"knock on the door in the night." Frankly, this was not a concern
of most of the businessmen; it was more of a concern of the people
in Haiti.
What concern I have heard is in the area of stability-like the
looting, the safeguarding of the warehouse inventories, the prob-
lems of payoffs at the docks in order to get business done in the
country; the kind of things we experience in a lot of countries that
are true in Haiti as well.






Mr. WYNN. So would it be fair to say that continued U.S. pres-
ence, even at lower level, would be helpful?
Mr. Goss. I cannot answer that question honestly at this point.
The stability is always a factor.
Mr. WYNN. Mr. Payne.
Mr. PAYNE. Thank you.
I think that there is no question that there are people who are
concerned about investments. It is a new republic less than a year
old. And so there are some, certainly, business people who are con-
cerned about their investment, do have some reluctance, and that
is understandable.
I think, though, just the opposite. I do think that the continued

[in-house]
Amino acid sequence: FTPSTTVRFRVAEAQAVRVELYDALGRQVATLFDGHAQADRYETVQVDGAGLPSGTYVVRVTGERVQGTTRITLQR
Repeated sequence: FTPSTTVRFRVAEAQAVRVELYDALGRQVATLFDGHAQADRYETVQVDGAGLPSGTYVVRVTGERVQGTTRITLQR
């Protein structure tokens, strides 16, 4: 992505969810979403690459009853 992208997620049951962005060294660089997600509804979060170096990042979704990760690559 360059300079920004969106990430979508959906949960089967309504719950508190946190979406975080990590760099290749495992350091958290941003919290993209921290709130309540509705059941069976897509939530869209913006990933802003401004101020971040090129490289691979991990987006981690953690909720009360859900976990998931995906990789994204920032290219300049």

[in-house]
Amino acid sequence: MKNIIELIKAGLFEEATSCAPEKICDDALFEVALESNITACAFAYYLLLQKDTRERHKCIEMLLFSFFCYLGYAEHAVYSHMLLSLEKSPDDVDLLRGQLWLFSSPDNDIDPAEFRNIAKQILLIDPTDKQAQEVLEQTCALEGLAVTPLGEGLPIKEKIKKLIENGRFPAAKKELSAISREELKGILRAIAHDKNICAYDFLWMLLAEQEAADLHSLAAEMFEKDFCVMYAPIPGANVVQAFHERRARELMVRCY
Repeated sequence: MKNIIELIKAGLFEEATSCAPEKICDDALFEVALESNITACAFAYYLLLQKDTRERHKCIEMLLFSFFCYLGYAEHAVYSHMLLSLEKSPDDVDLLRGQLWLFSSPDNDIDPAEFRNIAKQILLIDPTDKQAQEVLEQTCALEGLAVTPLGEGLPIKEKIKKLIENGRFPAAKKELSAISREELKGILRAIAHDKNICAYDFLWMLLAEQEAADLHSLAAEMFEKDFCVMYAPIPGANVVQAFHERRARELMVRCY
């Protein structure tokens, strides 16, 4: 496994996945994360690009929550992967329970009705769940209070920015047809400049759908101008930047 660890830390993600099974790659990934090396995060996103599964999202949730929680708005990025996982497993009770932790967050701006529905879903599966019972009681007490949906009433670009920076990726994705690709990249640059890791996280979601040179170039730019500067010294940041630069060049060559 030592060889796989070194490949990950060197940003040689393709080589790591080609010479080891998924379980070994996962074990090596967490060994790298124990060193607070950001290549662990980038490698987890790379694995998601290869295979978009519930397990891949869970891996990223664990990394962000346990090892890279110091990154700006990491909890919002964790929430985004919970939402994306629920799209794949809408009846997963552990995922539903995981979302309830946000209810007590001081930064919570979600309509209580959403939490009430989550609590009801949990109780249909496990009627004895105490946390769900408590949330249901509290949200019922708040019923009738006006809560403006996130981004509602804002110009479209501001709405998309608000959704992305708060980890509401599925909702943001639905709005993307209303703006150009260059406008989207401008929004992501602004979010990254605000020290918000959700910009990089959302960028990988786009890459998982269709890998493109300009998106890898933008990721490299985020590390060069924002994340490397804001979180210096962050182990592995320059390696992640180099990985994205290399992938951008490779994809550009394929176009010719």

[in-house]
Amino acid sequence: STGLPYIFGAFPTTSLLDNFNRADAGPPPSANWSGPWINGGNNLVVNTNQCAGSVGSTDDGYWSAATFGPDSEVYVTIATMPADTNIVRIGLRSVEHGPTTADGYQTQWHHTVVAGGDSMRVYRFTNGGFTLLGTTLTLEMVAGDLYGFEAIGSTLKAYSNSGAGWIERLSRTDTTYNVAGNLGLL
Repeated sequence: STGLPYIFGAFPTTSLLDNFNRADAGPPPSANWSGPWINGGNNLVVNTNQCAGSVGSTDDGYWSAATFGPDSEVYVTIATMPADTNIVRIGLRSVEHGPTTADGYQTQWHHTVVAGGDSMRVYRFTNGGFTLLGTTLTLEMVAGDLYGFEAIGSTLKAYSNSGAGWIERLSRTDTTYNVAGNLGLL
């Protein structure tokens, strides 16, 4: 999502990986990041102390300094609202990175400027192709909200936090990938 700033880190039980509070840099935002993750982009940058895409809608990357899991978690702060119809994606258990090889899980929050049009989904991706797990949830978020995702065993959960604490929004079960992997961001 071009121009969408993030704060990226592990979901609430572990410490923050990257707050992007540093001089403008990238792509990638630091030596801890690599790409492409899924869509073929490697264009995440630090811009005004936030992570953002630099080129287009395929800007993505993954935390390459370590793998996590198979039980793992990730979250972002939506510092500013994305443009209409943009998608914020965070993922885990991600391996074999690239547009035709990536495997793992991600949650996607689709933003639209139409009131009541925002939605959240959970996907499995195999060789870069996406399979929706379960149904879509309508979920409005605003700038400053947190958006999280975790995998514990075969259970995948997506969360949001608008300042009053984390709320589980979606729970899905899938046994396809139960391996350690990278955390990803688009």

presence of the United Nations, with a new president coming in,
in February, it will indeed be a person who is much weaker than
the present president, there will probably be people who will want
to test the new government.
You know, Francois Michelle who is still right across the border,
over in the Dominican Republic, still has strong influence. As you
knew, he was the murderous police chief of Port-au-Prince. They
are still talking band radios and are in communication in Haiti
with people who are still from the FRAP organization, which, as
you know, was funded by the CEP.
There are still elements of uncertainty. And I think it would be
almost-it has been indicated that we have invested a tremendous
amount. I think Mr. Goss said $3 billion. I have not tracked it to
that number, but I assume that is correct. To me, it would not
make sense to withdraw support at this time, to encourage the
United Nations to leave at the mandate which says it should leave
in February, with all of that investment.
You know, we must remember that boats of people were coming
up to those shores, and they are not coming any more. And you
spend an inordinate amount of money with Coast Guards trying to
protect the Atlantic, and taking people and children out of the